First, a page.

Rain continuing today and snow melt continuing through the weekend are expected to contribute to moderate flooding in the area, according to the National Weather Service.
The immediate Capital Region is to get between 1 to 2 inches of rain, with possible higher amounts in some areas, meterologist John Quinlan said.
Temperatures are also expected to rise, possibly into the low 50s.
“When you put all that together, the river just basically can’t take that amount of runoff in that short period of time,” Quinlan said.
National Weather Service projections for Schenectady have the Mohawk River reaching flood stage sometime late tonight or early Saturday morning.
Projections as of Thursday evening had the river level cresting at about 7 a.m. Saturday at 225.2 feet. Flood stage is 223 feet.
Such a crest would put water in the Stockade between Ingersoll Avenue and Ferry Street. At 226 feet, three-fourths of Ingersoll Avenue would be flooded, along with half of North Avenue and Ferry Street.
There are also several variables that could change the forecast, Quinlan noted, among them being ice jams.
If an ice jam forms, that could send water levels rising further, causing flooding earlier than expected and in a short period of time.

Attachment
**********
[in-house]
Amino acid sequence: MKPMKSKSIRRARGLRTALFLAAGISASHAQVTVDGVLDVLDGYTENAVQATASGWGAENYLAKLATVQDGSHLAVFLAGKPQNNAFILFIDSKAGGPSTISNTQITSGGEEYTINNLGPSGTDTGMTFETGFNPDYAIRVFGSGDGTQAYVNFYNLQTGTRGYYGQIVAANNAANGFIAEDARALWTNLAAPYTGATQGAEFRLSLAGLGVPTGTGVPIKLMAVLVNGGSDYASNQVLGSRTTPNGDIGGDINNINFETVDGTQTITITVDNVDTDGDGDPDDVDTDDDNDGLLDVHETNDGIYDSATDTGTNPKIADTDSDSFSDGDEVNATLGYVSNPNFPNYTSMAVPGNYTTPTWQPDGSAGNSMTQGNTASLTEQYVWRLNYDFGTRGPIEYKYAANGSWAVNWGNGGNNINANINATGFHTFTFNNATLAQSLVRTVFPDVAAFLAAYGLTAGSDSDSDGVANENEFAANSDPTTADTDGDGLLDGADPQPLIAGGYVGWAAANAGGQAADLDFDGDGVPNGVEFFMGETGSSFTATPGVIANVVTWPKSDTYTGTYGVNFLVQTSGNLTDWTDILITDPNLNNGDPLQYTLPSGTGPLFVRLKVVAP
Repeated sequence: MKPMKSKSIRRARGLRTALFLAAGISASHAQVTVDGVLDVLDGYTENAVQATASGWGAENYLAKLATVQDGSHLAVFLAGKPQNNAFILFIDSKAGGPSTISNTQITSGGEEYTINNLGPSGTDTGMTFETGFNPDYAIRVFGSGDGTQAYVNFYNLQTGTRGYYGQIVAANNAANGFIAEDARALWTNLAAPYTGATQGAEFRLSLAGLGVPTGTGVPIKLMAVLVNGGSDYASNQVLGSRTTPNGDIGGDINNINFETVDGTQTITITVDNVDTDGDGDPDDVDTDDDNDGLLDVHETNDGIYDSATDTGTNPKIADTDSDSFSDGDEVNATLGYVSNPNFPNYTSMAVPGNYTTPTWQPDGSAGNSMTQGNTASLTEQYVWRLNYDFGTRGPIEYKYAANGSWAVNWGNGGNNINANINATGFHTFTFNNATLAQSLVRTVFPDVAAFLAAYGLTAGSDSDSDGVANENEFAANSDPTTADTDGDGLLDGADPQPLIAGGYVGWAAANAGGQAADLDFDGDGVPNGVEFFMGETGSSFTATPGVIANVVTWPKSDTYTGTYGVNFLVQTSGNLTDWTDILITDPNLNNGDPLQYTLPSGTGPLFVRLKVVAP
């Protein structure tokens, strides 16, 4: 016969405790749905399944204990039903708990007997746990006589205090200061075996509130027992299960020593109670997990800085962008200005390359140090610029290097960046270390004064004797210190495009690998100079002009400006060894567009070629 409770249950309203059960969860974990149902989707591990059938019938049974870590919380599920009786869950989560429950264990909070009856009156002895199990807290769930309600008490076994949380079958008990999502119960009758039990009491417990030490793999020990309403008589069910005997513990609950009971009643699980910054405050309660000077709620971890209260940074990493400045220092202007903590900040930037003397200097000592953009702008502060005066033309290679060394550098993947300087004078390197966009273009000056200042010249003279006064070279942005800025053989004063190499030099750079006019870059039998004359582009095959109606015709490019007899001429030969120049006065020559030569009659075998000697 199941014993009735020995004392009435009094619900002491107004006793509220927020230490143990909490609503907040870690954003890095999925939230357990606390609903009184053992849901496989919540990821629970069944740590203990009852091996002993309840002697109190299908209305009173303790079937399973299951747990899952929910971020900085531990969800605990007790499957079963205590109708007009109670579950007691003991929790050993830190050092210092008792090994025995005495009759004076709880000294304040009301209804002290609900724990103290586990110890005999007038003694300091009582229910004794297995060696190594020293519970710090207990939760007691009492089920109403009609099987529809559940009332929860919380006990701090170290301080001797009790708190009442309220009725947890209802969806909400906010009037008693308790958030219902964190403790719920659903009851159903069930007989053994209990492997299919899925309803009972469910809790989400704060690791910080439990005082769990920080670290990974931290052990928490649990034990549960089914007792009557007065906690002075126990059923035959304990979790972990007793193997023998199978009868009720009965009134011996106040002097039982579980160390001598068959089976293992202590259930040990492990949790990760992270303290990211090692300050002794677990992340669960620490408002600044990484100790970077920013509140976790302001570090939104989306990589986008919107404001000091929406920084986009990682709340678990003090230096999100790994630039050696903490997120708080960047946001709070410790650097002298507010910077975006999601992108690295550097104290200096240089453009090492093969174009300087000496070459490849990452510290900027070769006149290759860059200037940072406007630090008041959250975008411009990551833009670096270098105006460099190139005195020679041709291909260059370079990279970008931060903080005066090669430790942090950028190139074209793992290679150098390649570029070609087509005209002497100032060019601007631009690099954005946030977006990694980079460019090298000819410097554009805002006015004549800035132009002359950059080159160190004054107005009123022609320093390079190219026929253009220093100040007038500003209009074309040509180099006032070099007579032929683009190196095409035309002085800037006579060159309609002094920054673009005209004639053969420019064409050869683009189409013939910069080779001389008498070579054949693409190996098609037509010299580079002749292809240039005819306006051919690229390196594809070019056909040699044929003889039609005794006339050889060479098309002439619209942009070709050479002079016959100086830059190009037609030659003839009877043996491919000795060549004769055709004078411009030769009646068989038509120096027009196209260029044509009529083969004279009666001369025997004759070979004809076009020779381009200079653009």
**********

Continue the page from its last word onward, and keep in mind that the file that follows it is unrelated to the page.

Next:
Another variable is the amount of rain that falls, not only on the Capital Region but elsewhere.
In the Catskills, as much as 4 inches could fall on areas, Quinlan said. Rainfall there finds its way to the Capital Region by way of the Schoharie Creek.
The Gilboa Dam area is expected to hit flood stage this morning at 1,130 feet and crest at 1,132 feet at 7 p.m. today.
The Schoharie Creek at Burtonsville is projected to hit flood stage at 6 feet mid-morning and crest at 9.1 feet tonight.
The Hudson River at Troy is expected to hit flood stage of 21.5 feet tonight and crest at 25.5 feet at about 7 a.m. Saturday.
In Schenectady, fire officials were monitoring the situation, Deputy Fire Chief Michael Gillespie said. The department had yet to get flooded cellar calls to any real extent Thursday evening.
Schenectady County, too, was monitoring the situation, spokesman Joe McQueen said.
“A lot of that, as always, depends on what the ice wants to do,” McQueen said.
Rain was expected to start tapering off late this afternoon or early evening.